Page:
SETI scientist will observe meteor shower from above the clouds

May 23, 2014

SETI Institute scientist Peter Jenniskens first predicted the May 23 Camelopardalid meteor shower 10 years ago. He is now ready to solve the mystery of the comet's past activity.

This never before seen meteor shower would be caused by debris shed by Comet 209P/Linear as it passed through the inner solar system every 5 years during the 18th, 19th, and 20th centuries. Scientists want to know how such comets behave over time as they cause many of our .

The SETI Institute will send Jenniskens and his observing team to the skies above 20,000 feet to observe the event above the clouds and atmospheric dust. Jenniskens will also study the shower with his autonomous meteor shower surveillance stations at Lick Observatory, Fremont Peak Observatory and in Sunnyvale. The flight will originate from Palo Alto, Calif. at 10:30 PM PDT, head towards Seattle, and return to Palo Alto approximately four hours later.

Extraordinary Sight

Friday night's encounter with the debris will shed light on the mystery of whether the comet was active in the past. Depending on that answer, the shower could be a spectacular display, or a no-show informing us that the comet moved through the centuries in tact, shedding little debris for us to observe. Either outcome is scientifically important.

The best viewing time for the possible shower is a narrow time interval between 2:00 and 4:00 a.m. EDT, and between 11:00 p.m. and 2:00 a.m. PDT the night of Friday, May 23. The meteor shower will be streamed and archived through the following sites:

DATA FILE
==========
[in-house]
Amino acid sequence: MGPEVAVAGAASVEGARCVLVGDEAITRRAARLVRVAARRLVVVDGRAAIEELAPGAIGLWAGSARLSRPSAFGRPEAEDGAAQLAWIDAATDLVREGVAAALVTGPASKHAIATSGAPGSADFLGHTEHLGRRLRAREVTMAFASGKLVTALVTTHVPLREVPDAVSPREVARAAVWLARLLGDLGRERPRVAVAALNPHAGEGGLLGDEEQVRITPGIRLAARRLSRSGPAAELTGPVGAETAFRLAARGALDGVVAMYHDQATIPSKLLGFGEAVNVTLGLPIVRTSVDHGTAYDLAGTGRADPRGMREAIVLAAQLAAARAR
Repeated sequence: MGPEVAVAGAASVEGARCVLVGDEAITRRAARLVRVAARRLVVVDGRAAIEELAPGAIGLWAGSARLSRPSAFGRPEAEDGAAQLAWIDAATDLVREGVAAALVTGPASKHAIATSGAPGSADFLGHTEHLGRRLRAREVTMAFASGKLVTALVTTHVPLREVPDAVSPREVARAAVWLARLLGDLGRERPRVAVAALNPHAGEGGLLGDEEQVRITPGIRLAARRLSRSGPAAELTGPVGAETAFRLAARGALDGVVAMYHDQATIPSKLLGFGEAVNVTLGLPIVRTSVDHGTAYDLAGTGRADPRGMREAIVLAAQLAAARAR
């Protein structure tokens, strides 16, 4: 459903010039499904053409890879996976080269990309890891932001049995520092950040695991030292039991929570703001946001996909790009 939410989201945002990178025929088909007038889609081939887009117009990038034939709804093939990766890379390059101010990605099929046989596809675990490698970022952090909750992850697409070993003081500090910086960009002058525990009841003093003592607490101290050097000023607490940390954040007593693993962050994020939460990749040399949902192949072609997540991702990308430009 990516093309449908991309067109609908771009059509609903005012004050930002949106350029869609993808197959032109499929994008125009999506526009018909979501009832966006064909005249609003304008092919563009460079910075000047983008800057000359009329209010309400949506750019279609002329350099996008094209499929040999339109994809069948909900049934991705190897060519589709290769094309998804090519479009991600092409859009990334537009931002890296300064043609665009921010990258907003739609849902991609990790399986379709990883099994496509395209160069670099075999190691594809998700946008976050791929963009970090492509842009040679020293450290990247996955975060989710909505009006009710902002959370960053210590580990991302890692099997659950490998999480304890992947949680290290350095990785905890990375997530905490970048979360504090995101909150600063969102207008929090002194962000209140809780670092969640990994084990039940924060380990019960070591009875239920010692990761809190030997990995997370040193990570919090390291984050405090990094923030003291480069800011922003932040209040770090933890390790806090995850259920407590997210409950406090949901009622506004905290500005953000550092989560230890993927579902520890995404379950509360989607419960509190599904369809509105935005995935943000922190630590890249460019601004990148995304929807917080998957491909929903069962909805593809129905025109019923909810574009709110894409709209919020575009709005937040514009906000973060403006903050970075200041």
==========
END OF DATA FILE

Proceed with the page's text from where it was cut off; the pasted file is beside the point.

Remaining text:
• SETI Institute Meteor Site: http://meteor.seti.org
  • Ustream: http://www.ustream.tv/channel/cal-astro
This video is not supported by your browser at this time.
If you look up in the sky on May 23rd, you may be able to see some meteors similar to the ones in the video. Peter Jenniskens, SETI Institute and NASA Ames Research Center, filmed these meteors with low light video cameras as part of the Cameras for Allsky Meteor Surveillance project (CAMS) in early June of 2011 and 2012. The cameras have a field of view of 30 degrees wide and 20 degrees high. These meteors belong to a weak shower called the sigma Ursae Majorids (number 677 with code "SIM" in the IAU Meteor Shower Working list), a new shower detected by CAMS. They move in an orbit similar to that of 209P/Linear, but are seen annually in the period June 6-14. They may represent older dust ejecta from the comet. These meteors look much the same as those from the possible 2014 May 23/24 meteor shower of May Camelopardalids, anticipated from the close encounter of 209P/Linear with Earth that month. That shower has not been seen before.


Explore further: Live webcast of Comet LINEAR and new meteor shower, 23-24 May

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